1. Try to play the bass part the way you believe (or saw) it was played
  2. Does it sound good there or can you find a place where it better?

I will explore this further in upcoming lessons and ebooks!

Good luck and happy Ubass playing to you!

 

Playubass String Test July 2019

The new Kala Flatwound by Gallistrings is one of the featured strings in this test

Hi fellow ubassists,

The main string types available for ubass players is featured and tested in this blog post

But first some background info…

When I started to play ubass the original Road Toad Pahoehoe (Black polyurethane) was used exclusively (2010-2012). One reason was of course because it was the only string available. (The Pyramid Round Wound String and strings by Aquila Corde debuted during this period but since I only had one ubass and used it so much I didn’t get around to try these at the time).

The next string I used was the Aquila Corde Thundergut string (2012). It had more tension and settled in quicker. One downside was that it had a more sticky feeling than the Pahoehoe strings. But I used them for quite some time and thought they were nice to play.

Next up was the Aquila Thunder Red strings (2014). These strings were really nice to play and had a lovely tone where it was pretty easy to go from a warm full jazzy sound (playing close to the end of the fingerboard) and more of a “pop” sound when playing closer to the bridge.

Since then even more option has come to us ubassists!

This Summer was the debut of the Kala Flatwound string by Gallistrings.
I have used prototype sets of these strings since December 2018.
Although they are primarily made for the acoustic/electric ubasses I have tried them on solid body ubasses too.
(I will share some videos from these tests soon!)

The focus with the following video(s) is a comparison between the Road Toad Pahoehoe, Kala Round Wound and Kala Flatwound by Gallistrings.

These sets truly represent three different tone flavors. (The difference in sound and feel between the other “rubber-like” strings and the Pahoehoe is of course noticeable but the Aquila strings are not included in this test. Please check other posts about strings under Reviews and tests).

Some info and personal thoughts about the following test

I made three different short compositions; Slow Funk, Pop Song and Jazz Intro. I wrote bass parts and recorded three (and in one example four) tracks with three different ubasses featuring the Pahoehoe, Flat Wound and Round Wound strings.
I cut between the different recorded ubass tracks in the main video so it’s easy to compare the different tones and timbres. (In a seperate video (see below) the examples are included in full if you want to hear more from each string set and not just around eight bars of each ubass/string set).
More info about the ubass tracks and how I worked with them in the Tech Talk section below.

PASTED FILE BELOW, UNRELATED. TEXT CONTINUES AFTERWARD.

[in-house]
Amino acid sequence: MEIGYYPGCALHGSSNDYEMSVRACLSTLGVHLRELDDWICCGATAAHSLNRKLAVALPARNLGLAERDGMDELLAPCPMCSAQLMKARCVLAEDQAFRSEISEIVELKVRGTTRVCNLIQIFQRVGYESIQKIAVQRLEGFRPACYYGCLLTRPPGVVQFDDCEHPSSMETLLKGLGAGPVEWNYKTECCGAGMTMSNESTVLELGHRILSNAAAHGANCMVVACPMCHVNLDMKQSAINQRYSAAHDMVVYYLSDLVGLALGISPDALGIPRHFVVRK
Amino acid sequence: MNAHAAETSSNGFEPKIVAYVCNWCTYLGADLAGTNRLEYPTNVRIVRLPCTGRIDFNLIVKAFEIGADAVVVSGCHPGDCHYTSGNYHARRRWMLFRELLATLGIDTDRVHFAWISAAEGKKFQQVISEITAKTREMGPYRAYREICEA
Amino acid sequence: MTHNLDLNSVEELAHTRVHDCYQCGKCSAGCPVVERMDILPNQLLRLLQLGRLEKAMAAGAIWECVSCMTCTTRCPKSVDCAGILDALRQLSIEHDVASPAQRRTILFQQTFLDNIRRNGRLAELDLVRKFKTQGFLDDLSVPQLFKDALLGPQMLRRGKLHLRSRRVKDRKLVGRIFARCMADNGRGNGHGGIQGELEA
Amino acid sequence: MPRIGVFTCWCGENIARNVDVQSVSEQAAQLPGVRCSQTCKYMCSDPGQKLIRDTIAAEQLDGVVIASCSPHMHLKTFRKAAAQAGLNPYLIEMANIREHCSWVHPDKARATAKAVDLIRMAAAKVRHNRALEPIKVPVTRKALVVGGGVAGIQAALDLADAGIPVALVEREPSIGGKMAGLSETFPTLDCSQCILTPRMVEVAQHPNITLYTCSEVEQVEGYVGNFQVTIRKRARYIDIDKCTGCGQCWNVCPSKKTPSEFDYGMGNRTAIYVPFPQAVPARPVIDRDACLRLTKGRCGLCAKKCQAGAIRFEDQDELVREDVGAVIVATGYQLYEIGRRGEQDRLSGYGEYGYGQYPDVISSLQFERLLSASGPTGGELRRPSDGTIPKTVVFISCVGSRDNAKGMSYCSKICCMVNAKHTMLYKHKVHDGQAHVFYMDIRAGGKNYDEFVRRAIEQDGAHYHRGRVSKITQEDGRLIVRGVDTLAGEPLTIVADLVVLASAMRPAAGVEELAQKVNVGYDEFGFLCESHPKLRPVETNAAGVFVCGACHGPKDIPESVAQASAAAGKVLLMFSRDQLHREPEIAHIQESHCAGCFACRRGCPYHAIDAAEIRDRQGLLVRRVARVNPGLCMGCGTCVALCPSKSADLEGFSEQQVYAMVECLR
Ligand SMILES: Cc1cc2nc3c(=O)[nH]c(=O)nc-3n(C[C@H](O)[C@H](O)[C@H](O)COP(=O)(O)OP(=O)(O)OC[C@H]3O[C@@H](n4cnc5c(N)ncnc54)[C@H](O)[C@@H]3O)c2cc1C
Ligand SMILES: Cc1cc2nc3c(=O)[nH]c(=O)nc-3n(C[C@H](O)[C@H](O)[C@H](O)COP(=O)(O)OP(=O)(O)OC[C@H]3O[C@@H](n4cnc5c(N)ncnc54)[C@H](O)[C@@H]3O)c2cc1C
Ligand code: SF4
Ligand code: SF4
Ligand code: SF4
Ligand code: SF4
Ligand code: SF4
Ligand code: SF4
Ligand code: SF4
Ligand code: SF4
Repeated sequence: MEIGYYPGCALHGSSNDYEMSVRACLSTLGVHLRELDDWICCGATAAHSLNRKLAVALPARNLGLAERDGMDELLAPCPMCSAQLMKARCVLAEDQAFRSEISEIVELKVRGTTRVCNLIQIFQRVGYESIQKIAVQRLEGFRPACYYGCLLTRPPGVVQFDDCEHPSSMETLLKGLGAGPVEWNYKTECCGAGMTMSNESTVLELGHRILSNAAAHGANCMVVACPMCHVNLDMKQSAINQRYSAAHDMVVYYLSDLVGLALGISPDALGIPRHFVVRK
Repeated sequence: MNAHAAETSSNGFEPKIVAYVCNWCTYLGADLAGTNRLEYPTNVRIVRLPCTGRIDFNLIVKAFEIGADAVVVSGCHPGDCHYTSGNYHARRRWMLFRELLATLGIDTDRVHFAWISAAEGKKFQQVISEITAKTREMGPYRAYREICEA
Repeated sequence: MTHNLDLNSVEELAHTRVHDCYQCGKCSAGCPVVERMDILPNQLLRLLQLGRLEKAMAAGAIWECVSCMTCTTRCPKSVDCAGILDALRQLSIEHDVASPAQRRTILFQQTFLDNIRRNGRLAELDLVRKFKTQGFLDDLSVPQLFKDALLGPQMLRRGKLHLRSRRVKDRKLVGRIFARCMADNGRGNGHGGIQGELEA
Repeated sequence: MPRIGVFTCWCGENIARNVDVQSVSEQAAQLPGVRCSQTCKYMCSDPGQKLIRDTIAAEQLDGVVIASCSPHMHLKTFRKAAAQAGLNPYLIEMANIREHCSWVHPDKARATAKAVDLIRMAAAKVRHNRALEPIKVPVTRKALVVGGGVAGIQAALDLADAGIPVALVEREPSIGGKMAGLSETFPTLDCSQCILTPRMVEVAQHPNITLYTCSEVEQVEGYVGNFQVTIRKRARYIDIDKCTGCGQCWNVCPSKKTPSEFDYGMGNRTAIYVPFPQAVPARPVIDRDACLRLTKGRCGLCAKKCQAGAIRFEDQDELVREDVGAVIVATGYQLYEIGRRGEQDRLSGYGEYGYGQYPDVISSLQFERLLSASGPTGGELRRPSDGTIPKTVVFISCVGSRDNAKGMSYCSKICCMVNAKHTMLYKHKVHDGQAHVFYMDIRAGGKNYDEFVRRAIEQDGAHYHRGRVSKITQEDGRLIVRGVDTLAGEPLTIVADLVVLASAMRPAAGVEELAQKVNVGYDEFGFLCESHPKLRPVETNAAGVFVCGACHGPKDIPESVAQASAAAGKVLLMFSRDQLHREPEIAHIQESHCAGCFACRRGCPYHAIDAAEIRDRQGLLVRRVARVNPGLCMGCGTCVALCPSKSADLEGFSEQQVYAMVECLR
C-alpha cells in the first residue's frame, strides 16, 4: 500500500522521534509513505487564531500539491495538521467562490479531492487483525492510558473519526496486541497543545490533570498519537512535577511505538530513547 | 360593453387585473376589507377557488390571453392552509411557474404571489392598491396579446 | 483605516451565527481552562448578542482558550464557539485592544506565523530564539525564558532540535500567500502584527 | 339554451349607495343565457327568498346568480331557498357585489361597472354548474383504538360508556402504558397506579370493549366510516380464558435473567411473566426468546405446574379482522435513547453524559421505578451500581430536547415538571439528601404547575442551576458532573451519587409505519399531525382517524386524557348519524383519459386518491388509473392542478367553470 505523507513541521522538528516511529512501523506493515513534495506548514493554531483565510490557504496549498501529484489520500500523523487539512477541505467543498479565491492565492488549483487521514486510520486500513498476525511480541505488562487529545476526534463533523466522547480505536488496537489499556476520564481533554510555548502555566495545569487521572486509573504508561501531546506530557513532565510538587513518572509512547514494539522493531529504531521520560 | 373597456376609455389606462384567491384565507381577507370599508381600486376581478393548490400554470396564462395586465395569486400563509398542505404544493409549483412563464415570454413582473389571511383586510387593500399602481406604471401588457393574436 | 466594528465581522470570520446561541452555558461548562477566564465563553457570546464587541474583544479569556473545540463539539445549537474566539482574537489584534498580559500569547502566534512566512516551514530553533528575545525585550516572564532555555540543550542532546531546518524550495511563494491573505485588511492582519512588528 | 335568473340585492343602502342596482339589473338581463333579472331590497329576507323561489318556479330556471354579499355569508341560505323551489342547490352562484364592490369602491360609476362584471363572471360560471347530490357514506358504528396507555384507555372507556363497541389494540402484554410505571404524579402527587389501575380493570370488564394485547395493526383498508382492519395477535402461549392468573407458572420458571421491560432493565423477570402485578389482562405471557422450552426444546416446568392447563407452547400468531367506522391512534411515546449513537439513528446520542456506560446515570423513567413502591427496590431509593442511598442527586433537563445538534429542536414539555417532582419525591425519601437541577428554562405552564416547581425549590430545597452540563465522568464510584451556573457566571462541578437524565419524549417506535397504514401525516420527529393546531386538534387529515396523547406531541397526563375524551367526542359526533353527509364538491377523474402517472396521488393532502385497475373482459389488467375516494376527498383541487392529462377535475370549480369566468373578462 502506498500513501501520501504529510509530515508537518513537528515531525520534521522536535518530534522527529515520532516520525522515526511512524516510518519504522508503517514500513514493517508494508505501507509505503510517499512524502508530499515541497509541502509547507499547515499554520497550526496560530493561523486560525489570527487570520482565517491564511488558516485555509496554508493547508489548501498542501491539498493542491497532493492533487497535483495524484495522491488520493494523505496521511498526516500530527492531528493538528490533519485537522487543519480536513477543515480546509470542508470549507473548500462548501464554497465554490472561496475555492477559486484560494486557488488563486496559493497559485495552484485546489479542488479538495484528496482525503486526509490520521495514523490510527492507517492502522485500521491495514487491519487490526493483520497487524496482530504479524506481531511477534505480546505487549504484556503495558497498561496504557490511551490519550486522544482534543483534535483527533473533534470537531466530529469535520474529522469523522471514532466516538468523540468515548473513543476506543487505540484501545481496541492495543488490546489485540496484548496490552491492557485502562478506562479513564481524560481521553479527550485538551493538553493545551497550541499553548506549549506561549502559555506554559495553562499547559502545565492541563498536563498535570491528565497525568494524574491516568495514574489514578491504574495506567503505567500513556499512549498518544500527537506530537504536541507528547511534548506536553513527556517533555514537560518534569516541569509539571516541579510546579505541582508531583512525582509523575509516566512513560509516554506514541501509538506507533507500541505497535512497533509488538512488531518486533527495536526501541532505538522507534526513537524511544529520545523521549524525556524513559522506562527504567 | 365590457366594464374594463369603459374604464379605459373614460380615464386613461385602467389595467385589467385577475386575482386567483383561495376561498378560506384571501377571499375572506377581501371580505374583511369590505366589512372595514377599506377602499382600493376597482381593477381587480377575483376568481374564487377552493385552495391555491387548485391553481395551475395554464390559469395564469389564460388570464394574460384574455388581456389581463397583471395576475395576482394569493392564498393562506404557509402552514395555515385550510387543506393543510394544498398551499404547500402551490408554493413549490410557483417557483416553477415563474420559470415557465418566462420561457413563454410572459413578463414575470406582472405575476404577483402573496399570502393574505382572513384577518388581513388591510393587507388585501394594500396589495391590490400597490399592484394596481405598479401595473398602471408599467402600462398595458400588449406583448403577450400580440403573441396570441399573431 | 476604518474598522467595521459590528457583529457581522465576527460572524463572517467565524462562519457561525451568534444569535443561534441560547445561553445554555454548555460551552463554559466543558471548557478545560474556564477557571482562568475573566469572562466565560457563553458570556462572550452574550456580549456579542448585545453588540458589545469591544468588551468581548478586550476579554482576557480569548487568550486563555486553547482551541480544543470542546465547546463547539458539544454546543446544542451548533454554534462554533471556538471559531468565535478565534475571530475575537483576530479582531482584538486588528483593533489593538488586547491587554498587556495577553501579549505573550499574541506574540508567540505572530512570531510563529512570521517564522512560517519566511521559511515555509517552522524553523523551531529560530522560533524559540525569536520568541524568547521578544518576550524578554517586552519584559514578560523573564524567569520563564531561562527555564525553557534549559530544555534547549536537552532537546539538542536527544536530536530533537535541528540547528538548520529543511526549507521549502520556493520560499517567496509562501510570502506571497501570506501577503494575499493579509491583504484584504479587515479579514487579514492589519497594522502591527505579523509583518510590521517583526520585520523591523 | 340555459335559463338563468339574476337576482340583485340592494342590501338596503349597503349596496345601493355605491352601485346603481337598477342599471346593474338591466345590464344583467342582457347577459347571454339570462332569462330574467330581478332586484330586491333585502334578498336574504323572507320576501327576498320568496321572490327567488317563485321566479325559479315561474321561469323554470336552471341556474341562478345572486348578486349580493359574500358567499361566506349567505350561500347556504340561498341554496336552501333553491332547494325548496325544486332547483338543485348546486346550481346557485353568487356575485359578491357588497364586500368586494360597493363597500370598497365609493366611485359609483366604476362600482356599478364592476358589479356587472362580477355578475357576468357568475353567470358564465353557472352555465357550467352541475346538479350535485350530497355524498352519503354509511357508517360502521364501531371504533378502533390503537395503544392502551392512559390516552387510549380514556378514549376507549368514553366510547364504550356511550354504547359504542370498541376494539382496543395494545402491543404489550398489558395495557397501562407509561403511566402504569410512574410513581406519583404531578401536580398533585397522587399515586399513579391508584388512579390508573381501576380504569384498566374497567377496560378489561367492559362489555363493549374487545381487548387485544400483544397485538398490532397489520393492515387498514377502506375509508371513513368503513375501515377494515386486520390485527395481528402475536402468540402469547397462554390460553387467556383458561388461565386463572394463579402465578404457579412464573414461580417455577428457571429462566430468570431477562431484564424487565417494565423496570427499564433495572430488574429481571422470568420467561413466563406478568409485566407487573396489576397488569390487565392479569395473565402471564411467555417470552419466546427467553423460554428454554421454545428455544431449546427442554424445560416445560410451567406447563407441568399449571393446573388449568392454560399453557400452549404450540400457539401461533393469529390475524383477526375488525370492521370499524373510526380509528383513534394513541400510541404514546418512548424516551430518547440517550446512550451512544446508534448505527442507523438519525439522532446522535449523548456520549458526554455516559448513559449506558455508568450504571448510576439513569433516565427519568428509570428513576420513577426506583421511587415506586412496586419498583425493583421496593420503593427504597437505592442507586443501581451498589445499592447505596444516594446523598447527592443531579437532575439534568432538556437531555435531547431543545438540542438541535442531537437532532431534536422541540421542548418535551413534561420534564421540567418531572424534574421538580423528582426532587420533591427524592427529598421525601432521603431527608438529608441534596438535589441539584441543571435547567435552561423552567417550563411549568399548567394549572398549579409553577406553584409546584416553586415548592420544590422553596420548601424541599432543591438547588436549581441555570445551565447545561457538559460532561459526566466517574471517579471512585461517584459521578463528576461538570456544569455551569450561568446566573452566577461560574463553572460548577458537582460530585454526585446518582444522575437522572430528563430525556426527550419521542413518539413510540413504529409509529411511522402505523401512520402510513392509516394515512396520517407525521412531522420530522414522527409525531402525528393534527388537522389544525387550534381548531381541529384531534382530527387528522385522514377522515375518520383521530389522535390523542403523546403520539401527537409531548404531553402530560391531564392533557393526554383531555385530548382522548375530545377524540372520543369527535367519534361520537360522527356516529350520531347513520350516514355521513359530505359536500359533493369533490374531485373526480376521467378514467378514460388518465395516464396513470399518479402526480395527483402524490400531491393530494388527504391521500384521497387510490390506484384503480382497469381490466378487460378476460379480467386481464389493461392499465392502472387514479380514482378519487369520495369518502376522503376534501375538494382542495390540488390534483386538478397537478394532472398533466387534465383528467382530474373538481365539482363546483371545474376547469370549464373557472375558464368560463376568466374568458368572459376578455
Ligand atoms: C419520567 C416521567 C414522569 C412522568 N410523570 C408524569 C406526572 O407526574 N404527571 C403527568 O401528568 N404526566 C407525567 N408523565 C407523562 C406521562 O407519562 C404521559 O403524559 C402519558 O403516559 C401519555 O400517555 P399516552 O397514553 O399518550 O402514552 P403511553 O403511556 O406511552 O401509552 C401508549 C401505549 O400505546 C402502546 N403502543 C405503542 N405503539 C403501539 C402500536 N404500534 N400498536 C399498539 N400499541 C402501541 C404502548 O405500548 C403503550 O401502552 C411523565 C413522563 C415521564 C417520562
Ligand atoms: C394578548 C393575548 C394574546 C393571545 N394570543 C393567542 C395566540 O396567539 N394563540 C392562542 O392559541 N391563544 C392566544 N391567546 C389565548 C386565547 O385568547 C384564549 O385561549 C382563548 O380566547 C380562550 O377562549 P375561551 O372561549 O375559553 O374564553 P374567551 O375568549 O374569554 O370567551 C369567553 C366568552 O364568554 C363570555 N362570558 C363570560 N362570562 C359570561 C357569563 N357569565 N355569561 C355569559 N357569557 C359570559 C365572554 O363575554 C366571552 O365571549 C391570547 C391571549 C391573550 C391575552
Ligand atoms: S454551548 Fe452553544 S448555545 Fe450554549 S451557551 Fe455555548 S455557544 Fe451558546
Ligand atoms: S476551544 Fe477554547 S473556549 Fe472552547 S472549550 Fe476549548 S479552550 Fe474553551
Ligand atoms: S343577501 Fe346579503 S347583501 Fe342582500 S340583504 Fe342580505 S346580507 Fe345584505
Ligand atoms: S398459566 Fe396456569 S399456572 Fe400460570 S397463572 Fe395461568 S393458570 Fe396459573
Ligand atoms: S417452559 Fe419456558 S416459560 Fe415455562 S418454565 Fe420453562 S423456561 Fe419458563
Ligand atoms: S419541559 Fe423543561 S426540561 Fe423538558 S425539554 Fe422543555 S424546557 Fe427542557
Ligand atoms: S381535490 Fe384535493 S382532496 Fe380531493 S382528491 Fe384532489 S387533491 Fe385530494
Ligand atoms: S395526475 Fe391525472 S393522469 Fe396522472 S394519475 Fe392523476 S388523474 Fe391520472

So what do I think about these different strings?

Well, I do enjoy playing all of these sets since they give me different tones and timbres. I think my playing changes depending on the strings I play at the moment. I do believe all these sets can work for a big variety of styles and that it’s mainly up to the player to choose what feels best for him/her regarding to the sound they hear in their head.

I guess I’ll choose string (and ubass) based on these basic guidelines

A warm, round sound with lots of low end > Road Toad Pahoehoe

Warm, round with a more focused sound > Kala Flat Wound by Gallistrings

A defined yet warm sound with longer sustain > Kala Round Wound

Most important for happy music creation is a using tools that makes it easy to express yourself.
I really love having different options to choose from while others might have found their ”holy-grail-string” and stick to those strings for a long time!

A little disclaimer and some extra info about the recordings in this test

The round wound strings in this test are played on a fretted Kala Journeyman while the other string types are used on two different Spruce top fretless ubasses. My original Ubass (see Tech Talk) and a newer one. The best thing would have been to use the same ubass for all string types. This was not possible but I hope that you still can get something out of the test.

I have treated all the ubass recordings in approximataly the same way regarding volume, EQ and compression. A commercial release would NOT have been done this way! In the case of a commercial release the sound would have been tweaked even further to make it sit in the track best possible way. The volume of the ubass tracks would also have been considerable lower so it would blend better and not compete to much with melody and vocals. These recordings can be seen as basic tracks with room for instrumental or vocal melodies.

 

Good luck with your ubass playing,

Magnus

 

Tech Talk

Instruments used
Road Toad Pahoehoe strings: Kala Spruce acoustic/electric ubass, fretless (2010) Recorded through the RMI Basswitch IQ/DI with the 10MOhm input setting

Kala Flat wound by Gallistrings: Kala Spruce acoustic/electric ubass, fretless (2018)

Kala Metal Round Wound: Kala Journeyman (2018)

Signal chain
Jule Monique – all tube premium tube preamp XLR out > Universal Audio Apollo > Logic Pro X

Channel strip
Minimal EQ, compression on the ubass tracks

Slow Funk
EQ: HiPass at 30 Hz x dB boost at 2,5 kHz.
Compression: ~ 1 dB compression with LA2A UAD compressor

Song 2
EQ: HiPass at 30 Hz x dB cut at 200 Hz x dB boost at 2,5 kHz
Compression: ~ 1 dB compression with LA2A UAD compressor